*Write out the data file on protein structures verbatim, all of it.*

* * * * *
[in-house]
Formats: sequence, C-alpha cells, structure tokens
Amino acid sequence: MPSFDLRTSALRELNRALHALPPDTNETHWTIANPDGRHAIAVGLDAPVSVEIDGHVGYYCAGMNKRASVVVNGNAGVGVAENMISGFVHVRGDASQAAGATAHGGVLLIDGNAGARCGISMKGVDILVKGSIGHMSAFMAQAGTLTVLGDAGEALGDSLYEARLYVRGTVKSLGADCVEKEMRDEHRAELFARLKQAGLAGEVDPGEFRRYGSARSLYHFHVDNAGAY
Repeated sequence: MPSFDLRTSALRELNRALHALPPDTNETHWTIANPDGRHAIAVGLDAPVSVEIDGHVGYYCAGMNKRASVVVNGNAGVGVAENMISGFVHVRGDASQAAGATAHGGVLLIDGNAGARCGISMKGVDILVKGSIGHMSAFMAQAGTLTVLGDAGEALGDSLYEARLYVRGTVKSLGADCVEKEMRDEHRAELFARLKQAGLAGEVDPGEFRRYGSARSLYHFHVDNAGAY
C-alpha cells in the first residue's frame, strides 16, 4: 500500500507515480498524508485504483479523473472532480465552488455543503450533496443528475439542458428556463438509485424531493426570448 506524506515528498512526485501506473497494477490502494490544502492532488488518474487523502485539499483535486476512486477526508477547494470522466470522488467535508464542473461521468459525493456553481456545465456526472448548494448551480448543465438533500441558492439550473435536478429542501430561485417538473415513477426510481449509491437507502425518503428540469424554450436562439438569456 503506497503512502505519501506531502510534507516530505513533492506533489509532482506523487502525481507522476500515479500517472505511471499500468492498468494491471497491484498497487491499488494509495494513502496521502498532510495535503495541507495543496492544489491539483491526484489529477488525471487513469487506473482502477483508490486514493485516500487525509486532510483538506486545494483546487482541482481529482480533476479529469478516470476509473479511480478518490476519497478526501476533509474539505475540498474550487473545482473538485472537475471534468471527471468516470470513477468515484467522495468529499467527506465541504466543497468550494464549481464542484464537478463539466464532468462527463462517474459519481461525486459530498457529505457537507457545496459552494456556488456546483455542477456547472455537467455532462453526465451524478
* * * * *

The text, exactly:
[in-house]
Formats: sequence, C-alpha cells, structure tokens
Amino acid sequence: MPSFDLRTSALRELNRALHALPPDTNETHWTIANPDGRHAIAVGLDAPVSVEIDGHVGYYCAGMNKRASVVVNGNAGVGVAENMISGFVHVRGDASQAAGATAHGGVLLIDGNAGARCGISMKGVDILVKGSIGHMSAFMAQAGTLTVLGDAGEALGDSLYEARLYVRGTVKSLGADCVEKEMRDEHRAELFARLKQAGLAGEVDPGEFRRYGSARSLYHFHVDNAGAY
Repeated sequence: MPSFDLRTSALRELNRALHALPPDTNETHWTIANPDGRHAIAVGLDAPVSVEIDGHVGYYCAGMNKRASVVVNGNAGVGVAENMISGFVHVRGDASQAAGATAHGGVLLIDGNAGARCGISMKGVDILVKGSIGHMSAFMAQAGTLTVLGDAGEALGDSLYEARLYVRGTVKSLGADCVEKEMRDEHRAELFARLKQAGLAGEVDPGEFRRYGSARSLYHFHVDNAGAY
C-alpha cells in the first residue's frame, strides 16, 4: 500500500507515480498524508485504483479523473472532480465552488455543503450533496443528475439542458428556463438509485424531493426570448 506524506515528498512526485501506473497494477490502494490544502492532488488518474487523502485539499483535486476512486477526508477547494470522466470522488467535508464542473461521468459525493456553481456545465456526472448548494448551480448543465438533500441558492439550473435536478429542501430561485417538473415513477426510481449509491437507502425518503428540469424554450436562439438569456 503506497503512502505519501506531502510534507516530505513533492506533489509532482506523487502525481507522476500515479500517472505511471499500468492498468494491471497491484498497487491499488494509495494513502496521502498532510495535503495541507495543496492544489491539483491526484489529477488525471487513469487506473482502477483508490486514493485516500487525509486532510483538506486545494483546487482541482481529482480533476479529469478516470476509473479511480478518490476519497478526501476533509474539505475540498474550487473545482473538485472537475471534468471527471468516470470513477468515484467522495468529499467527506465541504466543497468550494464549481464542484464537478463539466464532468462527463462517474459519481461525486459530498457529505457537507457545496459552494456556488456546483455542477456547472455537467455532462453526465451524478